Tom Lehrer joked once that all the trouble in the world made him "feel like a Christian Scientist with appendicitis." Leonid Rogozov had appendicitis once...at the Soviet Antarctic base...and he was the only surgeon there:
Operating mostly by feeling around, Rogozov worked for an hour and 45 minutes, cutting himself open and removing the appendix. The men he'd chosen as assistants watched as the "calm and focused" doctor completed the operation, resting every five minutes for a few seconds as he battled vertigo and weakness.
"I worked without gloves. It was hard to see. The mirror helps, but it also hinders -- after all, it's showing things backwards. I work mainly by touch. The bleeding is quite heavy, but I take my time -- I try to work surely. Opening the peritoneum, I injured the blind gut and had to sew it up. Suddenly it flashed through my mind: there are more injuries here and I didn't notice them ... I grow weaker and weaker, my head starts to spin. Every 4-5 minutes I rest for 20-25 seconds. Finally, here it is, the cursed appendage! With horror I notice the dark stain at its base. That means just a day longer and it would have burst..."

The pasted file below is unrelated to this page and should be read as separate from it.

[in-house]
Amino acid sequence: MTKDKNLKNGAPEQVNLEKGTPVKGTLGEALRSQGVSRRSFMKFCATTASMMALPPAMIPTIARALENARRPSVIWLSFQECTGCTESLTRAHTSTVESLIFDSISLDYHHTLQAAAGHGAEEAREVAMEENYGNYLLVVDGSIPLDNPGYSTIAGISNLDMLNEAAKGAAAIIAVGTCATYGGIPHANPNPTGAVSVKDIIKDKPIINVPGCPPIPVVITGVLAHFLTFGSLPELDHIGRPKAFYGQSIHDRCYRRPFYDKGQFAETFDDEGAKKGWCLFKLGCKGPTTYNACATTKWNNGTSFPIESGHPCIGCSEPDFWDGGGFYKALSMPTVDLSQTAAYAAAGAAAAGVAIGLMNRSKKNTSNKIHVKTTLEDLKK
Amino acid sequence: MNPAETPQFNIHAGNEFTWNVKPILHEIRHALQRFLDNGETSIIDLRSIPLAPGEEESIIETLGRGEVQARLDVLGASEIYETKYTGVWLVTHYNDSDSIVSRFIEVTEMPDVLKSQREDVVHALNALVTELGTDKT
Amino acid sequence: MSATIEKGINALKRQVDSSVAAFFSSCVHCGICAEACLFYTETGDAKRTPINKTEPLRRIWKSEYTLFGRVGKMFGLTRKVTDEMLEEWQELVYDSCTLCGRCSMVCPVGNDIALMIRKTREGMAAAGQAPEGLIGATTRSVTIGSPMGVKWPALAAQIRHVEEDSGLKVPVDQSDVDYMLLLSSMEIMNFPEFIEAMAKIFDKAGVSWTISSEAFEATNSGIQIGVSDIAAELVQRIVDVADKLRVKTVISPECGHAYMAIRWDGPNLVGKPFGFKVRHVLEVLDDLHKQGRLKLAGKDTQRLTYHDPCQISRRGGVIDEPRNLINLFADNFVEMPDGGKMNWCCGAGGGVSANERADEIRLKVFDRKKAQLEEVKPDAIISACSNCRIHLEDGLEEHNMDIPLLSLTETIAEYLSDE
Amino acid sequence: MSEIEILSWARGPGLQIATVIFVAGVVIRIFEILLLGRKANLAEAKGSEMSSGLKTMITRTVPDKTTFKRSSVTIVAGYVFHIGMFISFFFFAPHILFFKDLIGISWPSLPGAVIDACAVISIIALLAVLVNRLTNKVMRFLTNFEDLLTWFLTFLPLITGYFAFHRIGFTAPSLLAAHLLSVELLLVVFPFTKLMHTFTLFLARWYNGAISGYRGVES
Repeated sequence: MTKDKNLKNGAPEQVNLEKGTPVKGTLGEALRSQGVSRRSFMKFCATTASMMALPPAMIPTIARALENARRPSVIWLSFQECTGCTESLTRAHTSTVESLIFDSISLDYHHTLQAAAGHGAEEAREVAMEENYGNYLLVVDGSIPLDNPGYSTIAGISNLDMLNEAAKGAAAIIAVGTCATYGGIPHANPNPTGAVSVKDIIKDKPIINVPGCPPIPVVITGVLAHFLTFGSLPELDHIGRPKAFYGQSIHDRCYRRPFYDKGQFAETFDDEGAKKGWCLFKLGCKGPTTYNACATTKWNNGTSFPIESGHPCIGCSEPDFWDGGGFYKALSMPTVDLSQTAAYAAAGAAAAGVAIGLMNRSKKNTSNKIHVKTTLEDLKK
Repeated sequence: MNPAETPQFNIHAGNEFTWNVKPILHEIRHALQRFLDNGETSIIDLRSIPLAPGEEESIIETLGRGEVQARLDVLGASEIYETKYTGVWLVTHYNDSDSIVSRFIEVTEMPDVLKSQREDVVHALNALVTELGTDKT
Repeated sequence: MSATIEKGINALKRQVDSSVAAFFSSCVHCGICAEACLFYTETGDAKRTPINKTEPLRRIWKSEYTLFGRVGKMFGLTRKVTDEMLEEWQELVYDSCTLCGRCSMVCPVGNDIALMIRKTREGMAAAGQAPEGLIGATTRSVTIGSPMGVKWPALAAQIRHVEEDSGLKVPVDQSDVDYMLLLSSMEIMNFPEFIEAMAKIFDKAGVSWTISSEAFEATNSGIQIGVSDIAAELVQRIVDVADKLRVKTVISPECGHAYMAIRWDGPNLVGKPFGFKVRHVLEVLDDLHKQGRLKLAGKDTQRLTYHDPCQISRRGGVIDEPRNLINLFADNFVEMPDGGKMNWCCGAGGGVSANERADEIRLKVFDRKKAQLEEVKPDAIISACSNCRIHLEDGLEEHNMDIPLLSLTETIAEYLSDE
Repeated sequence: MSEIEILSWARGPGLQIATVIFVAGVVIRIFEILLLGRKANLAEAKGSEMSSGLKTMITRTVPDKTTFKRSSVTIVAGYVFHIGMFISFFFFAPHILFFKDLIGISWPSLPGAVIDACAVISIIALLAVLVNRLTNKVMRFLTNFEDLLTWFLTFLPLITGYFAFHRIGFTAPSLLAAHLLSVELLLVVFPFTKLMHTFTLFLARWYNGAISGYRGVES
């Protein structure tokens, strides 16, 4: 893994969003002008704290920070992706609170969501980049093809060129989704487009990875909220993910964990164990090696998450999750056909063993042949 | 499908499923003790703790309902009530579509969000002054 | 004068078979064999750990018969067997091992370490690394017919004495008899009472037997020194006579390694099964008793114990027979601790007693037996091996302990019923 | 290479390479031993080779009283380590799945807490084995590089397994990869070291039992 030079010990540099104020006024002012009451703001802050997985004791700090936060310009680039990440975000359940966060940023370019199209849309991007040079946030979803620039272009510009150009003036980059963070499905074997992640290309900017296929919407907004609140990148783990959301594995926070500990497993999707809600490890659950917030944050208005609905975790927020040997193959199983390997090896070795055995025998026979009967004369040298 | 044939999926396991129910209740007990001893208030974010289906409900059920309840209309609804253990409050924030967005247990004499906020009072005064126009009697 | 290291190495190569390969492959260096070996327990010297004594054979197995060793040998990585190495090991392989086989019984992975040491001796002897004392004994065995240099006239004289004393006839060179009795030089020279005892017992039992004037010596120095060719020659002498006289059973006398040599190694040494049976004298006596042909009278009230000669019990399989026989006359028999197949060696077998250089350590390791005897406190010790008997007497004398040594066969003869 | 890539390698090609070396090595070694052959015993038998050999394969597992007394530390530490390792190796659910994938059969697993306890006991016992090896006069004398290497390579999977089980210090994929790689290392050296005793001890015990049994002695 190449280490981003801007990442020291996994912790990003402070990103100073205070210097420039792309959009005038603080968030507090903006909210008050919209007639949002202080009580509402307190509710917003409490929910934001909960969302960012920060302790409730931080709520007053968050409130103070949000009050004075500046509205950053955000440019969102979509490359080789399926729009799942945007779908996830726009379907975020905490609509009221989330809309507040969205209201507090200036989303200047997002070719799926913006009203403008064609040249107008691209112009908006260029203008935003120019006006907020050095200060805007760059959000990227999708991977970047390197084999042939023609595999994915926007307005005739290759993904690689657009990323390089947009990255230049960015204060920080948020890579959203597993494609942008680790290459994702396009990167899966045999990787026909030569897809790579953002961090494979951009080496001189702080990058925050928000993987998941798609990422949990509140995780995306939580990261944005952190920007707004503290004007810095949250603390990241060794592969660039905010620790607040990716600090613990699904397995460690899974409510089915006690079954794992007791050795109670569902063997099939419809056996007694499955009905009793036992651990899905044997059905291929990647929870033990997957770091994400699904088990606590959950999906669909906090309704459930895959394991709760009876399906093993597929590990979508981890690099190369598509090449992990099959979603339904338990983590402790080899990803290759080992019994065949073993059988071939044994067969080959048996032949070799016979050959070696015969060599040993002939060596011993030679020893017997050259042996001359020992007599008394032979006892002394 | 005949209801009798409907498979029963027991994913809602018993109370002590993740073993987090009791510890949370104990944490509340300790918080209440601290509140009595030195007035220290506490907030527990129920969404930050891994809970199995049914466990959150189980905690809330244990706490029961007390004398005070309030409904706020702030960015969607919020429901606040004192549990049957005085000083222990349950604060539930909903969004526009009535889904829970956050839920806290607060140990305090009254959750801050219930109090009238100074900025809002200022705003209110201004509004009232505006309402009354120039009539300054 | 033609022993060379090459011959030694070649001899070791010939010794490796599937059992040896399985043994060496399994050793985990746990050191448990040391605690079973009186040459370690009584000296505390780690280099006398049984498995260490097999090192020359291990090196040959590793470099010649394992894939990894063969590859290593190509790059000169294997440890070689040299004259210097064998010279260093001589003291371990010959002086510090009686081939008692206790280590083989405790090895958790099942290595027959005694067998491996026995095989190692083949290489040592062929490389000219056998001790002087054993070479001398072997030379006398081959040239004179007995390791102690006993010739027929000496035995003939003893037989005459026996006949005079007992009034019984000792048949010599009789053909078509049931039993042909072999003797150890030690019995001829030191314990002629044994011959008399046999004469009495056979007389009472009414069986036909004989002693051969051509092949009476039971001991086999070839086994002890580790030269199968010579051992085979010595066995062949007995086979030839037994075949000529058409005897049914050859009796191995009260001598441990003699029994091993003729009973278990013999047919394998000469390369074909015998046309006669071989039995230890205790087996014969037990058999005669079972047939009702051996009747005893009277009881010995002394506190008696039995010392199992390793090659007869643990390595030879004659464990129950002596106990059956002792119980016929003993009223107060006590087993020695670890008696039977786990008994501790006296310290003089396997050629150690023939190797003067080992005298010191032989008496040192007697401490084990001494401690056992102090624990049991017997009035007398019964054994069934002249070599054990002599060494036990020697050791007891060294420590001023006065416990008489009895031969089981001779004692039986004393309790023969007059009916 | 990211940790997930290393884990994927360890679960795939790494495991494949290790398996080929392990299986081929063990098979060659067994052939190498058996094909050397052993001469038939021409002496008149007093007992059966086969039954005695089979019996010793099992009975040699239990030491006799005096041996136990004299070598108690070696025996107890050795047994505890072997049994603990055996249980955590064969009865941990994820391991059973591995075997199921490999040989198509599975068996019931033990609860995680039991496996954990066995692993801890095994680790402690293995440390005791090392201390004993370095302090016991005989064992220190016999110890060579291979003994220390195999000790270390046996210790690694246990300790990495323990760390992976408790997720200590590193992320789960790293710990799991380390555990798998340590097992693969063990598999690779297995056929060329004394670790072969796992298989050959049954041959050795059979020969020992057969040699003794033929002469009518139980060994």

Reading crap like that reminds me why (a) I never went into medicine and (b) why I never went into the wilderness without a cell phone.
Oh, the outcome? "Two weeks later, he was back on regular duty. He died at the age of 66 in St. Petersburg in 2000."